A couple of examples of alpines whose leaves turn purplish in winter include mountain avens and alpine diapensia
Succulent and/or fuzzy foliage is also common among arctic-alpines. While such regions are often snow-covered for months on end, the rather gravelly soils are very well-drained and drought can be evident by mid-late summer, especially in the Rockies. Succulent foliage helps combat against this problem. Fuzzy and succulent leaves also reduce transpiration rates (loss of moisture due to wind) further helping the plants cope with dry conditions. Fuzzy foliage can trap warmer air around the leaves of the plants as it breaks the force of wind blowing over the leaf surface. This can lead to above freezing temperatures around the plant even when the air temperature is below freezing.
Succulent-like leaves may be found on encrusted saxifrage, Sempervivum and Eunomia oppositifolia
Fuzzy foliage is evident on many Draba, Cerastium alpinum and Antennaria
Arctic-alpine plants are amazingly resilient to summer frosts and snows. I have seen snow falls in Glacier National Park in mid-June that buried fields of blooming alpines. When the snow melted a few days later, the plants looked no worse for wear. Night frosts in arctic-alpine regions are common, even during the summer months so these plants must be able to cope with these extremes. Imagine the mess of a summer snowfall on a garden of dahlias!
Lastly, let's look at the blooms of these plants. Most high arctic-alpines bloom within weeks of the melting snow. Southern alpines from longer growing seasons can have the luxury of blooming later in the season, but those from the high or northern alpine regions have to bloom and set seed within a few short weeks. Many alpines have cup or saucer-like blooms that act like a parabolic lense, actually allowing the inside of the blooms to be warmer than the outside. Pollinating insects take advantage of this, ‘hanging-out' inside the blossoms where it is warmer. From the plants perspective, this increases their chances of being pollinated. Some arctic-alpines blossoms go as far as turning on their stalks to follow the sun, maximizing the exposure of their flower centers to the warming influence of the sun (sunflowers do this too).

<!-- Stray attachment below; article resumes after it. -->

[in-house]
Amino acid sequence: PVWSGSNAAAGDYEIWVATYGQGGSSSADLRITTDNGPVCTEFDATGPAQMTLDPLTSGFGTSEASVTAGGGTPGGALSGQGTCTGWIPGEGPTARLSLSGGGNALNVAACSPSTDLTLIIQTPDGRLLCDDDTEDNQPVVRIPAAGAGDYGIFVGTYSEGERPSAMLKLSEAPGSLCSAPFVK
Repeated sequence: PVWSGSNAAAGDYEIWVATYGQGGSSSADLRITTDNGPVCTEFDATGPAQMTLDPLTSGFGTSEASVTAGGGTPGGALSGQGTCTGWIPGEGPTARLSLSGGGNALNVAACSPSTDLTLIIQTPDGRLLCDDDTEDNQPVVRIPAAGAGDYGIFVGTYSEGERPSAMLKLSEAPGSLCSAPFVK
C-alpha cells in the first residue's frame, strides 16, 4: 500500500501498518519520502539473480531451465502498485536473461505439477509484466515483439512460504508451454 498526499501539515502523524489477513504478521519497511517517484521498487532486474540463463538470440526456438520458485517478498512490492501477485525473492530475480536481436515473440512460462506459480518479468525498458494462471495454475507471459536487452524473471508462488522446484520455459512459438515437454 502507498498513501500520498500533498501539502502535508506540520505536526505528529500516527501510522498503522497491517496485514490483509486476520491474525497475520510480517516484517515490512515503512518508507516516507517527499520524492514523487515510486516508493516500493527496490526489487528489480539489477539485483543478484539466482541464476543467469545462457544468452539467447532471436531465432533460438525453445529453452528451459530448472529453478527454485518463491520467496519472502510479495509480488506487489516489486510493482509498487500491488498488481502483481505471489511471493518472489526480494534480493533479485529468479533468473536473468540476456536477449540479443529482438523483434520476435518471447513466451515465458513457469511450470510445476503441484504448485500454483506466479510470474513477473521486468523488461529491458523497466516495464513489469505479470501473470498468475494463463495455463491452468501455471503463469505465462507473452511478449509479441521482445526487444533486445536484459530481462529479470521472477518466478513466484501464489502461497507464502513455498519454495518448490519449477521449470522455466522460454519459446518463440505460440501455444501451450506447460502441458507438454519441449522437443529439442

Flowers that follow the sun can be seen on mountain avens and Iceland poppies
Flower colour is also important. White flowers can trap some heat and may be a degree or two warmer than the leaves. White flowers are attractive to generalist pollinators. This is important in a region where pollinator activity and diversity is low. Blue and purple flowers trap more heat than white (refer once more to the black vs. white car in the sun scenario). This colour is also more attractive to bees, perhaps the most important pollinators in the world. While typical bees are absent to scare in high alpine regions, bumblebees are relatively common. They can be active at temperatures much lower than other insects can tolerate. If too cold, they will literally walk from flower to flower rather than fly (again, taking advantage of the fact the temperature is warmer at the soil surface than in the air above). The more flowers you produce, at the same time, the better your chances of being seen and visited by pollinators. Hence, arctic-alpines often have spectacular floral displays literally covering themselves in flowers.
Examples of mass flower displays are evident on many creeping phlox, thrift and bellflower species
This brief look at arctic-alpine adaptations will hopefully give you a better appreciation of why these plants look like they do. It is all part of Nature's grand scheme for survival. While these plants may exhibit a delicate beauty, they are, in fact, among the toughest plants in the world. However, from a cultivation point of view, these adaptations are what makes growing some of these alpines so difficult. They are well prepared for an alpine climate, but cannot cope in our warm, lowland gardens. But as gardeners, nothing is better than a good growing challenge and alpine growers probably have more than their fair share!
About Todd Boland
I reside in St. John's, Newfoundland, Canada. I work as a research horticulturist at the Memorial University of Newfoundland Botanical Garden. I am one of the founding members of the Newfoundland Wildflower Society and the current chair of the Newfoundland Rock Garden Society. My garden is quite small but I pack it tight! Outdoors I grow mostly alpines, bulbs and ericaceous shrubs. Indoors, my passion is orchids. When not in the garden, I'm out bird watching, a hobby that has gotten me to some lovely parts of the world.